3
$\begingroup$

Can someone check this please? $$ \begin{vmatrix} x&y&z\\ x^2&y^2&z^2\\ x^3&y^3&z^3\\ \end{vmatrix}$$ $$C_2=C_2-C_1\implies\quad \begin{vmatrix} x&y-x&z\\ x^2&y^2-x^2&z^2\\ x^3&y^3-x^3&z^3\\ \end{vmatrix}$$ $$(y-x) \begin{vmatrix} x&1&z\\ x^2&y+x&z^2\\ x^3&y^2+xy+x^2&z^3\\ \end{vmatrix}$$ $$(y-x)(z-x) \begin{vmatrix} x&1&1\\ x^2&y+x&z+x\\ x^3&y^2+xy+x^2&z^2+xz+x^2\\ \end{vmatrix}$$ $$R_2=R_2-xR_1\implies\quad (y-x)(z-x) \begin{vmatrix} x&1&1\\ 0&y&z\\ x^3&y^2+xy+x^2&z^2+xz+x^2\\ \end{vmatrix}$$ $$R_3=R_3-x^2R_1\implies\quad (y-x)(z-x) \begin{vmatrix} x&1&1\\ 0&y&z\\ 0&y^2+xy&z^2+xz\\ \end{vmatrix}$$ factor $x$$$\implies\quad x(y-x)(z-x) \begin{vmatrix} 1&1&1\\ 0&y&z\\ 0&y^2+xy&z^2+xz\\ \end{vmatrix}$$ $$\implies\quad x(y-x)(z-x)(yz^2-zy^2)$$ $$\implies\quad xyz(y-x)(z-x)(z-y)$$ Also I'd like practical tips on using the factor theorem for these types of questions. My understanding is that the determinant is $f(x,y,z)$ so if we hold $y$ and $z$ constant we could apply it somehow to $f(x)$ alone. I'm not that great spotting difference of squares etc and want a more fail safe alternative. Thanks in advance.

$\endgroup$
5
$\begingroup$

What you did is correct. But there is an easier way. Remember that for polynomial $p(x)$, if $p(a)=0$ then $(x-a)$ is a factor of $p(x)$.

Denote the determinant by $\Delta$. It is obviously a polynomial in $x,\ y$ and $z$. Now, note that:

  • $x=0\implies \Delta = 0$, so $x$ is a factor of $\Delta$. Same for $y = 0$ and $z=0$.
  • $x=y\implies \Delta = 0$, so $(x-y)$ is a factor of $\Delta$. Similarly for $y=z$ and $z=x$

Finally note that $\Delta$ is degree $6$ polynomial. So it cannot have more than $6$ linear factors, and we have listed all of them above. Clearly $$\Delta=Cxyz(x-y)(y-z)(z-x)$$ where $C$ is some constant. Taking some values (eg. $x=1,\ y=2,\ z=3$), we get $C=1$.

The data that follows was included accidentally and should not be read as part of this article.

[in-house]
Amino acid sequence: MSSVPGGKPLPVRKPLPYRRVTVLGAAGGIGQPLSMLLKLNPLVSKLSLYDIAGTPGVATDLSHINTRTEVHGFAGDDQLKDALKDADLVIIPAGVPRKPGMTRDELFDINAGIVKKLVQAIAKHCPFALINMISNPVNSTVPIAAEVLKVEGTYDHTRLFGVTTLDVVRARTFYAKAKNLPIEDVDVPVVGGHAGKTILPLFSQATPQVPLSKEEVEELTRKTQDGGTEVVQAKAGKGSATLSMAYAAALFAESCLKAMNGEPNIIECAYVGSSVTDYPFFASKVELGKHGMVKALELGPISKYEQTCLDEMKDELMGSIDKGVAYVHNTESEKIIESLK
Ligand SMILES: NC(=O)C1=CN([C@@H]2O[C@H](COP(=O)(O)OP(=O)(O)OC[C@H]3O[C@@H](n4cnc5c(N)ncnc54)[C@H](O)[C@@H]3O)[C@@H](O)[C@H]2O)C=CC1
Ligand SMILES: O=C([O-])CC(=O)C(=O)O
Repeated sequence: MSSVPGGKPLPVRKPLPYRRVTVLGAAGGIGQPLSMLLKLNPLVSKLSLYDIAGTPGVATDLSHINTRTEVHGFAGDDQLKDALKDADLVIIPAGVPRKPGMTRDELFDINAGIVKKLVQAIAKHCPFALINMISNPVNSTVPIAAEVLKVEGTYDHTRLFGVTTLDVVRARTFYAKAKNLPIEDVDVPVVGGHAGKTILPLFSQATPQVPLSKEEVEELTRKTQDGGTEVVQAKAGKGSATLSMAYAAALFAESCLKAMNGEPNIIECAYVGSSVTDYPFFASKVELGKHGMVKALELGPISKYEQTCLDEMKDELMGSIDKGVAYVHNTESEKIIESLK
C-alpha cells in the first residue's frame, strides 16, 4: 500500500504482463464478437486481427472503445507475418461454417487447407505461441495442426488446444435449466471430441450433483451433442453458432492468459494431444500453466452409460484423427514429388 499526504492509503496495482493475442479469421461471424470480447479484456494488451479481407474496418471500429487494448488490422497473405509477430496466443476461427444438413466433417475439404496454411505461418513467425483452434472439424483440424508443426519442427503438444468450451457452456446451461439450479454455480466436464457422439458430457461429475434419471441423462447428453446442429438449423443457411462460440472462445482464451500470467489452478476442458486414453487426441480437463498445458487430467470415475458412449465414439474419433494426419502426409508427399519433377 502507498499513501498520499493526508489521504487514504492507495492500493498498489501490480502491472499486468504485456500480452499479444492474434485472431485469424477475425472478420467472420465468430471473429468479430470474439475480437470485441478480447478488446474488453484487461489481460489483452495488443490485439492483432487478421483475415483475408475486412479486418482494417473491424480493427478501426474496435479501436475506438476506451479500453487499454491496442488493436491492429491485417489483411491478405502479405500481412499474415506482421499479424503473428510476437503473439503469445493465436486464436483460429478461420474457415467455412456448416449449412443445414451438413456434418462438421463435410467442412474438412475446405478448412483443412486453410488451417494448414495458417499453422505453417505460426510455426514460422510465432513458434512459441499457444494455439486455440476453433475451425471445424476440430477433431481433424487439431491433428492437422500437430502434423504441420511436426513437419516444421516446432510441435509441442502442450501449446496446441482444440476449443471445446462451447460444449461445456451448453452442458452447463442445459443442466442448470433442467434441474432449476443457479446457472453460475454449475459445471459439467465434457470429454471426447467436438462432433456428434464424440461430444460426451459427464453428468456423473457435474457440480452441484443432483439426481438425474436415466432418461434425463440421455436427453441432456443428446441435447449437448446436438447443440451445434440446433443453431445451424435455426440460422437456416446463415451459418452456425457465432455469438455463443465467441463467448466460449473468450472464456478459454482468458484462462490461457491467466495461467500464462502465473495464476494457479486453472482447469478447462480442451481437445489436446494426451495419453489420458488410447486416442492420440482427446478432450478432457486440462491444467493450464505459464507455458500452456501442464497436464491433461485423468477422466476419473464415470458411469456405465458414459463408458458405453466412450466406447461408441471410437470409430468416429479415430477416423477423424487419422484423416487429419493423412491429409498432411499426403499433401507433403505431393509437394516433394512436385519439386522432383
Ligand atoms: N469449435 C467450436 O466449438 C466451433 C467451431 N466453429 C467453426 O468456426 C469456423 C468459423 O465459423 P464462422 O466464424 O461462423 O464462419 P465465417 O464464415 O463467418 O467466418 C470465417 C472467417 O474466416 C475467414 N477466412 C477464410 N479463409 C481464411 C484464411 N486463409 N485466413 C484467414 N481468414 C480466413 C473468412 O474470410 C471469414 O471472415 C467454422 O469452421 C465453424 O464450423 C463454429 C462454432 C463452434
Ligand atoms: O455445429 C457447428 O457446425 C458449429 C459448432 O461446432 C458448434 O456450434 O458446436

$\endgroup$
  • $\begingroup$ Thank you for your answer. Really liked the elegance of this method. I have a couple of follow up questions but I believe the correct thing to do is to post a new question as per meta. $\endgroup$ – Karl Jan 5 '15 at 19:26
0
$\begingroup$

you are not factoring the matrix. you are using the properties of the determinants to simplify. for example, you could write your first step as $$AE = \pmatrix{x & y & z \\ x^2 & y^2 & z^2 \\ x^3 & y^3 & z^3} \pmatrix{1 & -1 & 0\\0&1&0\\0&0&1} = \pmatrix{x & y-x & z \\ x^2 & y^2-x^2 & z^2 \\ x^3 & y^3 -x^3& z^3} = B $$

the $E$ matrices are called elementary column matrices and their determinants usually is the product of the diagonals. now use the product rule of the determinants $det(AE) = det(A) det(E)$ to conclude that $det(A) = det(B)$ now you start with $B$ and do further reductions.

$\endgroup$
  • $\begingroup$ Thanks.I never thought of using a matrix and I can see it tidied workings nicely. $\endgroup$ – Karl Jan 5 '15 at 19:27

Your Answer

By clicking “Post Your Answer”, you agree to our terms of service, privacy policy and cookie policy

Not the answer you're looking for? Browse other questions tagged or ask your own question.